Tuesday, 18 March 2014

Elspeth Brooke, The Commission, and Francisco Coll, Café Kafka (London premieres), Royal Opera, 17 March 2014

Linbury Studio Theatre, Royal Opera House

Craftsman/Man 3/Gracchus/Policeman – Andri Björn Robertsson
Silversmith/Man 1 – Daniel Norman
Daughter/Woman – Anna Dennis
Pope/Surgeon/Man 2 – William Purefoy
Girl – Suzanne Shakespeare

Annabel Arden (director)
Joanna Parker (designs)
Matt Haskins (lighting)
Dick Straker (video)
Pete Malkin (sound engineer)

Richard Baker (conductor)

Man 2 (William Purefoy), Woman (Anna Dennis), Man 1 (Daniel Norman), Girl (Suzanne Shakespeare)
Images: © ROH - Stephen Cummiskey

These two new one-act operas had been given their first performances on 14 March at Snape Maltings; three days later, they came to London, where they will be performed three times, before moving to Leeds’s Howard Assembly Room for a performance there. That reflects the excellent idea of having Aldeburgh, the Royal Opera, and Opera North jointly commissioning and sharing productions on an annual basis. Much as one might regret the language in which the statement, ‘Nurturing Opera Makers of the Future’ is couched, for instance, ‘The motivation is that in recent years this middle-scale opera sector has changed,’ the commissioners’ hearts are doubtless in the right place. They rightly point to the sad demise, for which our political masters bear heavy though not sole responsibility, of companies such as English Opera Group, Kent Opera, and Almeida Opera; let us hope that this initiative continues to bear fruit as it did here.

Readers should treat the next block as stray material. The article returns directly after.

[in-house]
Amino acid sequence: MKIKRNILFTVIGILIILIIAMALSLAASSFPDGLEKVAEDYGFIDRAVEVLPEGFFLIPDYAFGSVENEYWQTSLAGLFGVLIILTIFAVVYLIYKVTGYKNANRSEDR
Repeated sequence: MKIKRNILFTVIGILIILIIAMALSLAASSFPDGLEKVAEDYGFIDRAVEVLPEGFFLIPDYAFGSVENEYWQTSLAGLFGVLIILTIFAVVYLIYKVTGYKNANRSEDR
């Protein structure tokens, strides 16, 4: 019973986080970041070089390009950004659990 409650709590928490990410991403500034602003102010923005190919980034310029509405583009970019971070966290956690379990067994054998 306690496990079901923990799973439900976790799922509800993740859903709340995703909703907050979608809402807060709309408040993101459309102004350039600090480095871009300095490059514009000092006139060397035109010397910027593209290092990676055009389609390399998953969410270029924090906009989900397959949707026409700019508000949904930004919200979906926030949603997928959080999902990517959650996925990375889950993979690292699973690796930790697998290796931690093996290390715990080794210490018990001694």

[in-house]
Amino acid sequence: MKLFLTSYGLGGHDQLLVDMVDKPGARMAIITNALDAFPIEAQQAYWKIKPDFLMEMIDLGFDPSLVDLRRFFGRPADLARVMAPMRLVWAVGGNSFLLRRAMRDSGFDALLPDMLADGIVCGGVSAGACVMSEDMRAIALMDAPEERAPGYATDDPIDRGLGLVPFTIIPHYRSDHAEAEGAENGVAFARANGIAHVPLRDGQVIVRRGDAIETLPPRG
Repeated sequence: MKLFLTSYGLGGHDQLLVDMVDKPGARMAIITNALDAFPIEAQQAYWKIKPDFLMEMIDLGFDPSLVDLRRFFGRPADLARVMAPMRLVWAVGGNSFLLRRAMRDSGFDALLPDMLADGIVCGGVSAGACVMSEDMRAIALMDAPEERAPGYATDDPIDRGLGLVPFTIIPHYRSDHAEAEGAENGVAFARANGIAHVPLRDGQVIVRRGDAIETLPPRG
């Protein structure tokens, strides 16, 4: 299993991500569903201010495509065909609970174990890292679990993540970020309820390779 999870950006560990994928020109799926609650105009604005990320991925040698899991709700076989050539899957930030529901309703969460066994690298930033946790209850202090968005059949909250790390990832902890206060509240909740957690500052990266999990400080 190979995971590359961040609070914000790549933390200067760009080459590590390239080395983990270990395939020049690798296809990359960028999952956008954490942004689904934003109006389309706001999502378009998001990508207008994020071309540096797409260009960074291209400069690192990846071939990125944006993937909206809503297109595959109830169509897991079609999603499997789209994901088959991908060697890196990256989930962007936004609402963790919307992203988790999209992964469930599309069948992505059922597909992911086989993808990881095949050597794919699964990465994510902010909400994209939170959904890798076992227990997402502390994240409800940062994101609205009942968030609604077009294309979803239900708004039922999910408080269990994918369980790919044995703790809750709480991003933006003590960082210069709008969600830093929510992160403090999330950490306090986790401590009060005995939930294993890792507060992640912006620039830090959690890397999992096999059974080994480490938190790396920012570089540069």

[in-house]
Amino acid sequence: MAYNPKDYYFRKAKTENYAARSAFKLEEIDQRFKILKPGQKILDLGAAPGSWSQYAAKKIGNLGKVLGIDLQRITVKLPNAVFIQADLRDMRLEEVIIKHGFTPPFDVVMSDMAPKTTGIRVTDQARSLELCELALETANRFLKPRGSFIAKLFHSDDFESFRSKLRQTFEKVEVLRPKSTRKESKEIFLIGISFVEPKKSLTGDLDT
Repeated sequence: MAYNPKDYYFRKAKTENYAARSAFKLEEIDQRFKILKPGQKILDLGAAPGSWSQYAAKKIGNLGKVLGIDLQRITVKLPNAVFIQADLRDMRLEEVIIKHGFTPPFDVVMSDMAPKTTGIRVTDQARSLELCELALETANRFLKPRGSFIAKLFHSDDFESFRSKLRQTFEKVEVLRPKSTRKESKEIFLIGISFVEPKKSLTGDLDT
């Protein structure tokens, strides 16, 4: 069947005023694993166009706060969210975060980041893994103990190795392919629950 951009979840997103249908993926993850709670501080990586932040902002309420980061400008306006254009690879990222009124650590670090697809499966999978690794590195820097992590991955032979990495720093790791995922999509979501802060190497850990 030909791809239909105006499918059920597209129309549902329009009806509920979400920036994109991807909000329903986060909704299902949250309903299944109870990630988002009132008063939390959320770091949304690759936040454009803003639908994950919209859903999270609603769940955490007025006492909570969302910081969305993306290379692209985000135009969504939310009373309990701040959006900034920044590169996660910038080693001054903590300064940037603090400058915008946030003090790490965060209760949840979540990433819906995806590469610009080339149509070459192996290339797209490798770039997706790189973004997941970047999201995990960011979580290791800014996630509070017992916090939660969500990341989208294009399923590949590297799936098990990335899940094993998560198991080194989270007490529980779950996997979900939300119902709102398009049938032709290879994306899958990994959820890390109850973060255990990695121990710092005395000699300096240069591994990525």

Craftsman (Andri Björn Róbertsson)